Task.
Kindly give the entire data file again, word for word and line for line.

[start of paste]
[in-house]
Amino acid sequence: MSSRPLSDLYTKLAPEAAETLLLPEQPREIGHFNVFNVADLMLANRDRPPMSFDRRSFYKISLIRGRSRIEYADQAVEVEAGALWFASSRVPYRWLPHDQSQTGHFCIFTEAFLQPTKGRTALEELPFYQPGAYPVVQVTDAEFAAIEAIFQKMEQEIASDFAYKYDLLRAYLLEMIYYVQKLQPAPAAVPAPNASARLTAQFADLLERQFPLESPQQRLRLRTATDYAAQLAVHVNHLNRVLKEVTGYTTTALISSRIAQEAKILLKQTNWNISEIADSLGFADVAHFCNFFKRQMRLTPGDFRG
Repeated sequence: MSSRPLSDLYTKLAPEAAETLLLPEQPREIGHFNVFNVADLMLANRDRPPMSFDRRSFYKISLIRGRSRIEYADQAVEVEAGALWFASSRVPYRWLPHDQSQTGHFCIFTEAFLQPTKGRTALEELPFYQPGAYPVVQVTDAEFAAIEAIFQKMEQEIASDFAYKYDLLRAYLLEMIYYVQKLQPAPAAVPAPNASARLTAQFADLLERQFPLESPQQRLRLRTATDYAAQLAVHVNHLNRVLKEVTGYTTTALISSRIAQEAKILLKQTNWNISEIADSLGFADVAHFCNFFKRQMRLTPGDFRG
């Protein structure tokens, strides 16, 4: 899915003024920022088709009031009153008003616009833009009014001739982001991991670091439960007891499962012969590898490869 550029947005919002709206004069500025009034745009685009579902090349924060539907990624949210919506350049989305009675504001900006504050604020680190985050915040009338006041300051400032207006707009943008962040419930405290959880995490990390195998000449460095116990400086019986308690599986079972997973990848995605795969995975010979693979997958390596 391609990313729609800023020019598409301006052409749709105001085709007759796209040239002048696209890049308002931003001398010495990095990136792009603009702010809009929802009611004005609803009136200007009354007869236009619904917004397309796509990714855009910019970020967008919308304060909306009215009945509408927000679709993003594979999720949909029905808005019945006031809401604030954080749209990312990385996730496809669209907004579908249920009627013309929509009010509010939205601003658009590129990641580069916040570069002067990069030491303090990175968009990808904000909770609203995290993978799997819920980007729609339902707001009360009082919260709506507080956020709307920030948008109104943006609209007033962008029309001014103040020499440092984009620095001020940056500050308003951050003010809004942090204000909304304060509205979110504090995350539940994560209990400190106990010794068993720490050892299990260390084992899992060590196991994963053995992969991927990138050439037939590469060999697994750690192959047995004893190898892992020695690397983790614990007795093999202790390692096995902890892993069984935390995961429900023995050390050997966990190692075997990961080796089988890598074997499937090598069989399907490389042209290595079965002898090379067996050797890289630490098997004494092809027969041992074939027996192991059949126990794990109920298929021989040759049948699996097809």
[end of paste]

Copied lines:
[in-house]
Amino acid sequence: MSSRPLSDLYTKLAPEAAETLLLPEQPREIGHFNVFNVADLMLANRDRPPMSFDRRSFYKISLIRGRSRIEYADQAVEVEAGALWFASSRVPYRWLPHDQSQTGHFCIFTEAFLQPTKGRTALEELPFYQPGAYPVVQVTDAEFAAIEAIFQKMEQEIASDFAYKYDLLRAYLLEMIYYVQKLQPAPAAVPAPNASARLTAQFADLLERQFPLESPQQRLRLRTATDYAAQLAVHVNHLNRVLKEVTGYTTTALISSRIAQEAKILLKQTNWNISEIADSLGFADVAHFCNFFKRQMRLTPGDFRG
Repeated sequence: MSSRPLSDLYTKLAPEAAETLLLPEQPREIGHFNVFNVADLMLANRDRPPMSFDRRSFYKISLIRGRSRIEYADQAVEVEAGALWFASSRVPYRWLPHDQSQTGHFCIFTEAFLQPTKGRTALEELPFYQPGAYPVVQVTDAEFAAIEAIFQKMEQEIASDFAYKYDLLRAYLLEMIYYVQKLQPAPAAVPAPNASARLTAQFADLLERQFPLESPQQRLRLRTATDYAAQLAVHVNHLNRVLKEVTGYTTTALISSRIAQEAKILLKQTNWNISEIADSLGFADVAHFCNFFKRQMRLTPGDFRG
């Protein structure tokens, strides 16, 4: 899915003024920022088709009031009153008003616009833009009014001739982001991991670091439960007891499962012969590898490869 550029947005919002709206004069500025009034745009685009579902090349924060539907990624949210919506350049989305009675504001900006504050604020680190985050915040009338006041300051400032207006707009943008962040419930405290959880995490990390195998000449460095116990400086019986308690599986079972997973990848995605795969995975010979693979997958390596 391609990313729609800023020019598409301006052409749709105001085709007759796209040239002048696209890049308002931003001398010495990095990136792009603009702010809009929802009611004005609803009136200007009354007869236009619904917004397309796509990714855009910019970020967008919308304060909306009215009945509408927000679709993003594979999720949909029905808005019945006031809401604030954080749209990312990385996730496809669209907004579908249920009627013309929509009010509010939205601003658009590129990641580069916040570069002067990069030491303090990175968009990808904000909770609203995290993978799997819920980007729609339902707001009360009082919260709506507080956020709307920030948008109104943006609209007033962008029309001014103040020499440092984009620095001020940056500050308003951050003010809004942090204000909304304060509205979110504090995350539940994560209990400190106990010794068993720490050892299990260390084992899992060590196991994963053995992969991927990138050439037939590469060999697994750690192959047995004893190898892992020695690397983790614990007795093999202790390692096995902890892993069984935390995961429900023995050390050997966990190692075997990961080796089988890598074997499937090598069989399907490389042209290595079965002898090379067996050797890289630490098997004494092809027969041992074939027996192991059949126990794990109920298929021989040759049948699996097809």